By: Sadruddin Noorani, Chicago, USA
“Importance of the Ethic of Service“
Rajab, the seventh month of Islamic calendar, brings the celebration of two seminal events: Yawm-e-Ali, the birth of Hazrat Ali (a.s) on the 13th of Rajab, and Shab-e-Miraj, the night that Prophet Muhammad (pbuh) ascended to the heavens to be in God’s presence on the 27th of Rajab. Both the Prophet (pbuh) and Hazrat Ali (a.s) exemplified the ideals of community service; the principles they established remain pertinent irrespective of time and place, and their examples continue to guide us. Taking inspiration from them, today we will reflect on the ‘importance of the ethic of service: coming forward and accepting opportunities to serve the community in which we live, and thus to serve Allah (all praises are for Him alone) and His entire creation.‘
Let us begin by defining service. A person who serves the community is one who offers physical or material help to those who are less fortunate, and willingly undertakes the responsibility without any expectation of compensation or material gain. Service also means donating time and sharing knowledge and, in Islam, doing so is considered a blessing. Islam is a faith of action and we need to articulate our faith by working to make the world a better place.
* They spend their wealth for the welfare of humankind (Qur’an 3:134).
* They are generous (Qur’an 2:236).
* They are humble (Qur’an 7:55).
Volunteerism is woven into the fabric of Islam and is vital for any community’s growth and development. It is an undeniable fact that Islam would not be where it is today without the tireless efforts of volunteers. Muslims in the early days of Islam worked together and contributed in tangible/intangible ways to the spiritual and physical development of the community. Many of them sacrificed their lives to safeguard Muslim communities and spent of their wealth for the well-being of fellow humans.
There are people whose motivation to serve others is for worldly benefits and then there are those who volunteer only to please God. Sincere volunteerism means doing something exclusively for the pleasure of God alone. An essential component of the ethic of service is to not brag about giving time, effort, energy and knowledge when doing it in the way of God (fee sabeelillah). Volunteers should not expect any reward/recognition in exchange for their services, because then it becomes hypocrisy. Thus, when volunteering one should not look for appreciation from one’s fellow man, but instead serve only with the intention of seeking rewards from God. The Holy Quran strongly encourages almsgiving/service but prohibits almsgivers from embarrassing or demeaning those who they help (Quran 2: 264; 4:38; 4:114; 30: 38; and 92:18-21).
The Imam-of-the-Time, Hazar Imam, also expects us to help the needy and take responsibility for the progress of the communities in which we live. It must be noted that ‘giving’ and ‘sharing’ of our time, knowledge, intellect and feelings for others is a central ethic of the Islamic faith and, therefore, whenever we have the opportunity to offer voluntary service it is considered a blessing in Islam. We are very fortunate that in our Ismaili tradition Hazar Imam provides us with guidance and opportunities to serve and to receive Blessings.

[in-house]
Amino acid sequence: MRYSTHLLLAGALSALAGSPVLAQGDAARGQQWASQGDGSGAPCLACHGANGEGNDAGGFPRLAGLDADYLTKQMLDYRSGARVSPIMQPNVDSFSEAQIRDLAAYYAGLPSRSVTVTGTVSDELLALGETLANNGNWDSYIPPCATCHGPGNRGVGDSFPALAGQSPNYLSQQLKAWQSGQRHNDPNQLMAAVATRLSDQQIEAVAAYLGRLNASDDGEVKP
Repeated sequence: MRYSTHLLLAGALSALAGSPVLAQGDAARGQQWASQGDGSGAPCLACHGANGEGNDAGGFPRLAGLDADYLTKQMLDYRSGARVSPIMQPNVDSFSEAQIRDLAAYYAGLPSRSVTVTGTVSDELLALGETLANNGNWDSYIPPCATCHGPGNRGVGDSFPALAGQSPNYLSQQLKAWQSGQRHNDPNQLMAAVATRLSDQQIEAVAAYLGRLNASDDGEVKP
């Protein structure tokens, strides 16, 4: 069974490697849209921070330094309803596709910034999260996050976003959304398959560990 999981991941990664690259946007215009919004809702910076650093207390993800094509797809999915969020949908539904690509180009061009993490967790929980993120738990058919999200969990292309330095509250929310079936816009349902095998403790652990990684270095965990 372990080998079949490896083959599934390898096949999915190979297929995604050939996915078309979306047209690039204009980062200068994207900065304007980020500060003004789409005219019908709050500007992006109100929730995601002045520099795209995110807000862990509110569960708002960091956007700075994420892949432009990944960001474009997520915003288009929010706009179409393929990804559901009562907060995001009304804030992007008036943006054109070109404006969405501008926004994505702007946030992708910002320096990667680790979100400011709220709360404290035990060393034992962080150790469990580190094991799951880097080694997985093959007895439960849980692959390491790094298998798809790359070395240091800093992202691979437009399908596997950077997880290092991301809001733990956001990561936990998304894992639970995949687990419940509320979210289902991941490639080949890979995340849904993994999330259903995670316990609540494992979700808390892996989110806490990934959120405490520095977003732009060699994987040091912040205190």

“I am fortunate to lead an international community with a strong social conscience. Bridging North and South, East and West, the Ismailis have a long tradition of philanthropy, self-reliance and voluntary service. “Wherever they live, they faithfully abide by the Quranic ethic of a common humanity and the dignity of man. They willingly pool knowledge and resources with all those who share our social ethic to help improve the quality of life of less fortunate men, women, and children.” His Highness the Aga Khan- Berlin, Germany on 3 October 2005
Mawlana Hazar Imam wishes to see all competent volunteers, including educated and talented professionals, to serve our communities and assist in the development of Imamat institutions (www.akdn.org) which work towards improving the quality of lives of people. In Islam it is important to ask what have I achieved for myself in life, but it is more important is to ask the question: what have I done to help others to achieve much in their lives?
This concept is very eloquently captured in the following statement of the late British actress Audrey Hepburn: “Remember, if you ever need a helping hand, you will find one at the end of your own arm. As you grow older, you will discover that you have two hands. One for helping yourself, the other for helping others”
Islam cares for the welfare of all humans and calls upon all Muslims to participate in volunteer activities with the primary motive of pleasing Allah.
Recommended reading: “Muslim Ethics: Emerging Vistas” (2004) by Dr. Amyn Sajoo (ISBN Paperback # 1 84511716 6; ISBN Hardback # 1 85043550 2)
My special thanks and admiration to Sadruddin Noorani for a beautiful and educational new article.
There is so much more in this article that I need to dig up and enjoy.